Lake Cargelligo kids wave to the big, loud aircraft in the sky but they’ve never really known who was inside the planes frequently flying above their small NSW town.
Inside, the C-130J Hercules carries members of the Royal Australian Air Force who have conducted training at the Central West town’s airstrip for decades.
The next generation of the town’s 1400 residents were jumping with excitement when the pilots along with 30 other defence personnel came to greet them on Wednesday.
This community engagement day was held with the intention to engage the town’s large Indigenous community – with a Welcome to Country conducted to the crew for the first time.
Murrin Bridge Aboriginal Local Land Council deputy chair Betty Biggs said the visit was bound to have a lasting impact on the kids of the town who got to tour the plane.
“They are going to find out what’s inside. They think there’s one person inside and they’ll be shocked to see a few walking out,” she told AAP.
“It’s a big eye opener for them. Coming from a small community the kids love to see these sorts of things. Even the big ones too. Some of them might grow up and want to join them.”
RAAF Indigenous liaison officer Flight Lieutenant Tjapukai Shaw, who co-ordinated a similar trip to Gilgandra last month, hopes the Indigenous kids can see themselves in his uniform.
“I got involved through an entry level Indigenous program and that was my first real exposure to the air force. Before that I’d never seen an air force uniform,” he said.
Tegan Quinn, an Indigenous student at Lake Cargelligo Central School, said she was proud to hear the Welcome to Country spoken from her people to the crew.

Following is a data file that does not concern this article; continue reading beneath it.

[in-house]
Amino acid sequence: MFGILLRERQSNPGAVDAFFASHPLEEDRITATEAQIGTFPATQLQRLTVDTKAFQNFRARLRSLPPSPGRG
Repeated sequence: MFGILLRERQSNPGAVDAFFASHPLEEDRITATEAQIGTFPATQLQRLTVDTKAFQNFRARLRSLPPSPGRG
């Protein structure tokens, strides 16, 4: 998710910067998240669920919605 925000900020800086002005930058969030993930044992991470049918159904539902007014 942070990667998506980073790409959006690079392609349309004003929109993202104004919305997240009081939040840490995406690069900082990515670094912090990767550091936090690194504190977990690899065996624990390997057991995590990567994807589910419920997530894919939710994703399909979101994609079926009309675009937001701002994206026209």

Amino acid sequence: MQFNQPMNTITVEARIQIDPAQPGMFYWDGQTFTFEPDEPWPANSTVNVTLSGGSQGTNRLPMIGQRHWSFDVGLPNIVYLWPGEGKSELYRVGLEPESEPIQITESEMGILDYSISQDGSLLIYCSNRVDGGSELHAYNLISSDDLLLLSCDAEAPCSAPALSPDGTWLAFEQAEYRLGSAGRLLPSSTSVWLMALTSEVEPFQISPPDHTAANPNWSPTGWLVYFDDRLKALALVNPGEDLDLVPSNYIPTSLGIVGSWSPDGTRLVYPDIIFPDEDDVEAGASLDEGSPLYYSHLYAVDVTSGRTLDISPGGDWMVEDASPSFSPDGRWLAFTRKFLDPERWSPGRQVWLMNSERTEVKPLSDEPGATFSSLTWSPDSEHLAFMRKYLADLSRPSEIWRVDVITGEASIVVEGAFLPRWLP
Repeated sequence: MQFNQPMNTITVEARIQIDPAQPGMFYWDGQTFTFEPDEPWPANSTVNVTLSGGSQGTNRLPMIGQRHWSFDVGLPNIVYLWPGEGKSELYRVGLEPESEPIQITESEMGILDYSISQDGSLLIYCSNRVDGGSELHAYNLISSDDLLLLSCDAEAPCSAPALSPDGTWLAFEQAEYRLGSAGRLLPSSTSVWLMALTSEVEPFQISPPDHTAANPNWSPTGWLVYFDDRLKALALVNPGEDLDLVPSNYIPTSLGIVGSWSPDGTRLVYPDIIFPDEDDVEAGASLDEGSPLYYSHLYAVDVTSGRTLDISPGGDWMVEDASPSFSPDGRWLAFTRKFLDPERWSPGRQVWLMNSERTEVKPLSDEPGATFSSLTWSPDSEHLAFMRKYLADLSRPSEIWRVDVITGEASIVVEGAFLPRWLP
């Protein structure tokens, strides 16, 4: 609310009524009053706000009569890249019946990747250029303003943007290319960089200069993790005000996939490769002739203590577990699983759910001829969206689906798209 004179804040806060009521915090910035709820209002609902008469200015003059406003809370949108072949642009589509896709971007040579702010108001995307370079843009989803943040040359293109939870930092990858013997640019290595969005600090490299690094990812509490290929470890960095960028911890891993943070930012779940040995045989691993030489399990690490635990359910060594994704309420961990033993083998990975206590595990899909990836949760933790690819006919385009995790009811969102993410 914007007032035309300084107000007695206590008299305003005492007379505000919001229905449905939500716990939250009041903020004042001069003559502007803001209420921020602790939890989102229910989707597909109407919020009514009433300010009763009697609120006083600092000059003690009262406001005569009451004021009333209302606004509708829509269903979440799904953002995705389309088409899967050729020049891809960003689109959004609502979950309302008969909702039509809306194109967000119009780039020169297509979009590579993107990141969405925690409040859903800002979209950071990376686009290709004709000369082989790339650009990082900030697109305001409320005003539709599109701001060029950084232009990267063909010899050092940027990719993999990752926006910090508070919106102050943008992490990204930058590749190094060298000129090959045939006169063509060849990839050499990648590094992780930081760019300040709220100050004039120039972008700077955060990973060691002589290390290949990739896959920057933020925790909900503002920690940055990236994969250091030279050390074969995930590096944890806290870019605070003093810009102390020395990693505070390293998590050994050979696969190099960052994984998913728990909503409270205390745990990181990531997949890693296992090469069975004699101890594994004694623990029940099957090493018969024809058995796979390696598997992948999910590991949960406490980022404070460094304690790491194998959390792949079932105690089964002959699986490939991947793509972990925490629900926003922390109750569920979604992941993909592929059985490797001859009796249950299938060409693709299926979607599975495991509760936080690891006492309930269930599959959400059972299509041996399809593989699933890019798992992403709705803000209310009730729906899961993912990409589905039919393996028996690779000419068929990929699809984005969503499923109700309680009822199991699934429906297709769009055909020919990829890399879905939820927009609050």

She hopes to be a police officer or join the army one day, though she may be tempted by the air force after seeing the Hercules, she said.
After constantly seeing the planes her science teacher Levi Monshing emailed RAAF to ask if they could visit his students, which spiralled into a day for the community.
“Some of the students here today have never been inside a plane and today they get to experience a military plane,” he said.
Lake Cargelligo offers the pilots the opportunity to test out their landing skills on an unsealed gravel airstrip with conditions similar to what they would experience in the Middle East, South East Asia and the West Pacific.
Additionally, they simulate how to load people on and off as quickly as possible and can also learn to land using night goggles, with there being no lights on the rural runway.
Flight Lieutenant Robert, who has flown to the airstrip countless times, said it’s a picturesque spot to land with the giant sprawling lake next to the airstrip.
“A lot of people were saying we see you from our house – we always wave when you fly past,” he told AAP.
“It’s been great to actually interact with them and hear their stories from watching us on the ground.”